Cover

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Frontmatter

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Contents

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Introduction

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pp. 1-11

When Davida was born, her father, David, was seventeen and serving his first adult sentence on a drug conviction.* A small-time drug dealer in Washington, D.C., he has been in and out of prison for his daughter’s entire life. For all the anger and disappointment that come with having a...

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PART I. WHAT WENT WRONG?

Two elderly women have come to blows. As they shove and wrestle, scuffling across the hard floor of the District government office building, they are yelling at each other. “That’s my grandson you’re talking about! Don’t you talk about my grandson that way!” shouts one. “You love him so much...

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Chapter 1. A Public Debate

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pp. 15-19

This strange public demonstration took place early in my fieldwork and provided a striking introduction to both local city politics and the increasingly complex politics of incarceration. It was followed by five public hearings,1 the last two of which were open for comments from the general public. But even at the first hearing, the divergent perspectives within the community...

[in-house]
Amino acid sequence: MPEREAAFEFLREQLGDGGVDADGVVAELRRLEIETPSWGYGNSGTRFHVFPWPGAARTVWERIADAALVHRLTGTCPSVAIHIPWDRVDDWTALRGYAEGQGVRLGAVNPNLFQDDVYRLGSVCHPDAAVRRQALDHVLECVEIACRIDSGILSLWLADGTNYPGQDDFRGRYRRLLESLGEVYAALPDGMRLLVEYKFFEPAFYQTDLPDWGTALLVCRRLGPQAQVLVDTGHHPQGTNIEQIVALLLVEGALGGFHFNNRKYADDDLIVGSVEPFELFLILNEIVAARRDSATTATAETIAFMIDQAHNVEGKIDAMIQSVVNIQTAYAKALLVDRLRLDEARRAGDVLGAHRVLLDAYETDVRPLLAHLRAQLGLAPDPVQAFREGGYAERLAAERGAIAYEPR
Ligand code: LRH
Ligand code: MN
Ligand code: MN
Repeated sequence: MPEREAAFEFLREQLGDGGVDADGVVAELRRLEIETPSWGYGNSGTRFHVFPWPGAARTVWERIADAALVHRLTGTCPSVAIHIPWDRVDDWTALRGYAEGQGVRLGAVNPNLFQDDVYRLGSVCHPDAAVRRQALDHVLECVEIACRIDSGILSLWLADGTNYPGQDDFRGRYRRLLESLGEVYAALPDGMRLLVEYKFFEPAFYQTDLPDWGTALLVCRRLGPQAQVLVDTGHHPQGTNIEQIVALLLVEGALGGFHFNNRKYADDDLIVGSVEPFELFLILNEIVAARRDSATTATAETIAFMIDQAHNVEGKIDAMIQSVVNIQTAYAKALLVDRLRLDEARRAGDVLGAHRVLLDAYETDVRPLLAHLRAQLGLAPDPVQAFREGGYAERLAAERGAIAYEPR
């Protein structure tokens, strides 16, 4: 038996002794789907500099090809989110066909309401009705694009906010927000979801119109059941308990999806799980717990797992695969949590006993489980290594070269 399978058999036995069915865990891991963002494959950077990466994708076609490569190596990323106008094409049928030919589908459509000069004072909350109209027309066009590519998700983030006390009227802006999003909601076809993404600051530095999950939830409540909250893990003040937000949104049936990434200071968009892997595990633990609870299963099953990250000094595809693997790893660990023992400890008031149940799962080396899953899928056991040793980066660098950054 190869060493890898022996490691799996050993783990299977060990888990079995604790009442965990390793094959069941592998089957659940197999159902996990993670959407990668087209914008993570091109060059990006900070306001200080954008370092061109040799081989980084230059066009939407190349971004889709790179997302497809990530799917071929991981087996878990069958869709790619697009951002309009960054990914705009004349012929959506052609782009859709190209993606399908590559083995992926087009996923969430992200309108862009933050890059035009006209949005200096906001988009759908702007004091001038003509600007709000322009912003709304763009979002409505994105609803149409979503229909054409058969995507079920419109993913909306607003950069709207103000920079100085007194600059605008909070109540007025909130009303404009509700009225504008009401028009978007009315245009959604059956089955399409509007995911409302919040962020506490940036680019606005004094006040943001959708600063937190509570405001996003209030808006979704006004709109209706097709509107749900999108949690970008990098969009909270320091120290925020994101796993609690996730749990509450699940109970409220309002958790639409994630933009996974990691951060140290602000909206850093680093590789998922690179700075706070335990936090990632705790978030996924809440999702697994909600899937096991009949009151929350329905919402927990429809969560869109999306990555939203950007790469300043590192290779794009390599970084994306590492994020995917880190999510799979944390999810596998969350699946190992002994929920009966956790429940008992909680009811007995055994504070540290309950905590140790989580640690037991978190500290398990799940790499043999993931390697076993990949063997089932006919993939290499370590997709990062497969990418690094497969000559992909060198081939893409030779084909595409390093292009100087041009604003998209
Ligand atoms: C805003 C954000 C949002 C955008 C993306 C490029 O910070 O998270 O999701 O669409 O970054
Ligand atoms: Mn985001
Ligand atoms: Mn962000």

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Chapter 2. “It’s a Mess What’s Happened”

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pp. 20-22

Londa lives in the center of Washington, D.C., in a twenty-year-old housing project.* The project is one of the more modern in the District, spreading inhabitants out in a series of squat cement row houses. Her street is a small loop off of a main thoroughfare, and there is no traffic except for the cars of those living in or visiting the project. Kids and the occasional grown man ride bikes...

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Chapter 3. The Creation of the Ghetto

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pp. 23-29

In 1870, as freedmen were participating in their first local elections in the nation’s capital, Frederick Douglass, like many blacks in the District, was celebrating newfound suffrage: “The ideas of progress, of self-dependence, and self-government,” he wrote, “have taken root and are flourishing among our people. Each feels that he is a part of, and has an interest in, the welfare...